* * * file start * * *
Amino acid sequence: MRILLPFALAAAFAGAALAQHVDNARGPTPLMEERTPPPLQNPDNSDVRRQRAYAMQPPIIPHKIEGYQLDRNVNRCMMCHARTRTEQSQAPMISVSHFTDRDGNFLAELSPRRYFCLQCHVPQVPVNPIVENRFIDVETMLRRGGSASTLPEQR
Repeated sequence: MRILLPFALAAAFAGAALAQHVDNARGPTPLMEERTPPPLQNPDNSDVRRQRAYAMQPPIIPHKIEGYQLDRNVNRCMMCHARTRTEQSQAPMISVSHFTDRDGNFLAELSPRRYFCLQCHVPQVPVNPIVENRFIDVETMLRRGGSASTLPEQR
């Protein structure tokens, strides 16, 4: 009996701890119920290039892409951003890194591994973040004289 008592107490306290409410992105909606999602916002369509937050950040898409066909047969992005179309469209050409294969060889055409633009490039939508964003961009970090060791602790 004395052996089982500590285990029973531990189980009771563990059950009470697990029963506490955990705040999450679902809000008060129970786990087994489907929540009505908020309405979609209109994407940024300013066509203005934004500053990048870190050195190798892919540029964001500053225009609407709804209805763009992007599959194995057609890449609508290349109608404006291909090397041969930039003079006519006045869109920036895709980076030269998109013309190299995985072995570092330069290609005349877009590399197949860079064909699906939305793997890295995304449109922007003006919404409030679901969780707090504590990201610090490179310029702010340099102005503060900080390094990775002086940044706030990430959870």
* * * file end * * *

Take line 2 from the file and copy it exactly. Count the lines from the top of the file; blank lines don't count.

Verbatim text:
Repeated sequence: MRILLPFALAAAFAGAALAQHVDNARGPTPLMEERTPPPLQNPDNSDVRRQRAYAMQPPIIPHKIEGYQLDRNVNRCMMCHARTRTEQSQAPMISVSHFTDRDGNFLAELSPRRYFCLQCHVPQVPVNPIVENRFIDVETMLRRGGSASTLPEQR